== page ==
September 18, 2007

“We All Can’t Make Miracles”

Jocelyn Coulon’s words are drenched in irony after the unmitigated disaster we witnessed last night in Outremont.

Let’s just say some people were not very happy to see me. I wasn’t very happy to see some people either. It was a chilly return to Liberal circles to say the least.

People expected me to be pleased with what happened. Clearly my secret underground movement to light Stephane Dion on fire must be working. Jokes aside, I was mad tonight. VERY MAD!

The firing squad has already turned inward. As expected Jason Cherniak has blamed the voters. In fact, so has Stephane Dion. Sigh. Will they ever learn you can’t blame the voters?

To Justin Tetreault and others who are blaming Adrienne Lafortune, Ginette Pellerin and Yves Lemire, learn to understand how politics works for more than ten minutes and get back to everyone kthx.

Justin, what did they tell you at the doors about your fearless leader? Could you give these people a pamphlet with a big picture of Dion on it? In all reality, where would it have ended up? The garbage? kthx. But all the unilingual Ontarians would have felt better because they had something to do? Oh well, in that case…sigh.

There was gross incompetence alright. These organizers never had a chance…

There is a general rule that in an election, an organization can make up 5% of the vote. Meaning if the trend in your area is going one way, organization can influence that 5%.

In by-elections, with lower turnout, that number can be a little higher.

No organization on the face of this planet can make up 20% in any given riding. Let’s not mince words here. Coulon got destroyed, creamed, slaughtered, taken to the cleaners.

Nobody could have saved him. Yves Lemire is a good man, but he can’t walk on water…

SO, in other news, the Bloc is weak in Quebec?

WAIT WHAT! Shock and Awe! You mean when you actually press the Bloc into talking about issues they have none?

What’s that? They talk to you about the disrespect of the nation and the fiscal imbalance? Damn. Those arguments stick do they? If only we could take those arguments away, the Bloc would be helpless, forced to debate left-right issues where other parties can be just as useful, and not be eternally in opposition. Oh wait, they can?

Quebec Liberals have been saying this since when? FOREVER? Well let’s not listen to them then. I think we should listen to first-year law students tell veteran Quebec Liberals how to run a campaign instead…ok right.

It wasn’t just francophones who abandoned the Liberal Party in Outremont. All the cultural communities did, the Greeks, the Portuguese, the Philipinos…EVERYONE.

But you know what sucked the MOST? What turned my stomach the most?

Seeing some of my BEST FRIENDS and the looks on their faces returning from the polls.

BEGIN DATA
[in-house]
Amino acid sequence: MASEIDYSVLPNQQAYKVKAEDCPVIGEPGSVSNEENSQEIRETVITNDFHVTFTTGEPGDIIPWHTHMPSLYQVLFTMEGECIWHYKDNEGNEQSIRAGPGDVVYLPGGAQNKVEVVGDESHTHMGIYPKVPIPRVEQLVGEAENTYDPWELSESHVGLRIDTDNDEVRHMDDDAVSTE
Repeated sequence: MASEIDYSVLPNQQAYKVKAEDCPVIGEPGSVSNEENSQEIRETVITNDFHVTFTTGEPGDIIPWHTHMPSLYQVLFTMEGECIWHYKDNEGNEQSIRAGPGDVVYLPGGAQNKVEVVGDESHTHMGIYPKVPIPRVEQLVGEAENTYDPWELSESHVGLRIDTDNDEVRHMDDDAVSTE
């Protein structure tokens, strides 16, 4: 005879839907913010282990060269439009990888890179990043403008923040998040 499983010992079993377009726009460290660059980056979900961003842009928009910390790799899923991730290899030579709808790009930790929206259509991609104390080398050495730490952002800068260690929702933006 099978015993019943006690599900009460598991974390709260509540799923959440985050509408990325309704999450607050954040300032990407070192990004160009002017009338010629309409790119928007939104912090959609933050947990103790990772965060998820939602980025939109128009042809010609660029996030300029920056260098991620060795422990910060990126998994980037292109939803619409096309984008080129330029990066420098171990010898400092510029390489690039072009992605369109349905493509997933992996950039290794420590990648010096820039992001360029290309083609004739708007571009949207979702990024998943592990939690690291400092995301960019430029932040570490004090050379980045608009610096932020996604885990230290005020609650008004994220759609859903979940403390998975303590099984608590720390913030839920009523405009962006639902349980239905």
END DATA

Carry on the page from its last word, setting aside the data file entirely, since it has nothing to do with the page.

Dejection, Defeated, Outclassed, Battered, etc.

It is the first time I had seen such long faces like this in a while, since December 2nd 2006 or Jan 23rd 2006. Usually, I’m too sad at the time to realize how deep it goes. Monday I watched as an observer and it nearly killed me. I felt bad. Some of these friends worked their asses off and they had NO CHANCE IN HELL to possibly win this.

What did I learn tonight? I learned that I am damn happy I left the Liberal Party to be an outside observer. Because Liberals in Quebec can scream all they want, but at his rate, if Dion and the Chernamaniaks keep blaming Quebecers for not liking Dion, then they will only sabotage themselves. I learned that I will never have a long face like I had to witness last night. My heart goes out to them. I wish I could make it better. But then again, we all can’t make miracles.


17 Commentaires:

Blogger Alisa a dit...

Ah, i JUST commented on your last post. maybe i should repost it up here ...

By the way, i don't see it as a huge slaughter for Coulon, maybe because my gut has been telling me this riding is perfect NDP territory with the Bloc out of the picture. (I've lived in Outremont for a couple of years.)

9/18/2007 11:59 a.m.  
Blogger Alisa a dit...

Yeah, ok. Reposted from below because it matches this post better:

The NDP put in a really strong effort in Outremont behind a rock solid candidate with a lot of name recognition; I've never seen so much voter outreach from them (admittedly I don't hang out at their campaigns much.) I passed the Mulcair office every day on my way home up Parc Ave. (I live in Mile End.) Even weeks ago, it was busy with energetic-looking volunteers, inside and out. Mulcair has a sign up on virtually every post, tree, and half the balonies in the riding; everyone else's presence is kind of sadsack, with the Conservatives even resorting to adding stickers to their posters to remind people that their candidate represents the governing party, not that that did anything for them. The NDP also put in a concerted effort to get out the vote: I saw a bunch of election-day doorknockers out. Voter turnout was still pretty low (under 40%) but Mulcair managed to really energize his base.

Honestly, this riding is the best chance the NDP has ever had in Quebec. You have Mile End - a young, multiethnic and anglo-skewing neighbourhood that delivered strongly for the NDP the last time around (if the individual polling stations are numbered the same.) Outremont itself was divided between Lapierre and the Bloc candidate in the last election, Cote-des-neiges went more Liberal.